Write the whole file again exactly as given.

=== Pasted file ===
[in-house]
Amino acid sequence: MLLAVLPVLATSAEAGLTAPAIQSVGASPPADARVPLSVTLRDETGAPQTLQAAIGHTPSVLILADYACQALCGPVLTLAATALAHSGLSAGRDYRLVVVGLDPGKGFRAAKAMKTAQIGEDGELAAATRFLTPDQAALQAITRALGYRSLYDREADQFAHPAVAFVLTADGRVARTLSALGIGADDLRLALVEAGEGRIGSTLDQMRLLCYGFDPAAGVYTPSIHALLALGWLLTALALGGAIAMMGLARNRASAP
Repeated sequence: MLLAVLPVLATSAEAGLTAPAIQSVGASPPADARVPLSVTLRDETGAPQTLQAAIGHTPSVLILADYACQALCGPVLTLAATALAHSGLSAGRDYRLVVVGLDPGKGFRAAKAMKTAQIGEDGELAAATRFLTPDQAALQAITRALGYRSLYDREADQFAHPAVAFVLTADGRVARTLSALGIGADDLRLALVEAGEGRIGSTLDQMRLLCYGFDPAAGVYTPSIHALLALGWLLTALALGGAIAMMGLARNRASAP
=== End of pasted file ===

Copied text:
[in-house]
Amino acid sequence: MLLAVLPVLATSAEAGLTAPAIQSVGASPPADARVPLSVTLRDETGAPQTLQAAIGHTPSVLILADYACQALCGPVLTLAATALAHSGLSAGRDYRLVVVGLDPGKGFRAAKAMKTAQIGEDGELAAATRFLTPDQAALQAITRALGYRSLYDREADQFAHPAVAFVLTADGRVARTLSALGIGADDLRLALVEAGEGRIGSTLDQMRLLCYGFDPAAGVYTPSIHALLALGWLLTALALGGAIAMMGLARNRASAP
Repeated sequence: MLLAVLPVLATSAEAGLTAPAIQSVGASPPADARVPLSVTLRDETGAPQTLQAAIGHTPSVLILADYACQALCGPVLTLAATALAHSGLSAGRDYRLVVVGLDPGKGFRAAKAMKTAQIGEDGELAAATRFLTPDQAALQAITRALGYRSLYDREADQFAHPAVAFVLTADGRVARTLSALGIGADDLRLALVEAGEGRIGSTLDQMRLLCYGFDPAAGVYTPSIHALLALGWLLTALALGGAIAMMGLARNRASAP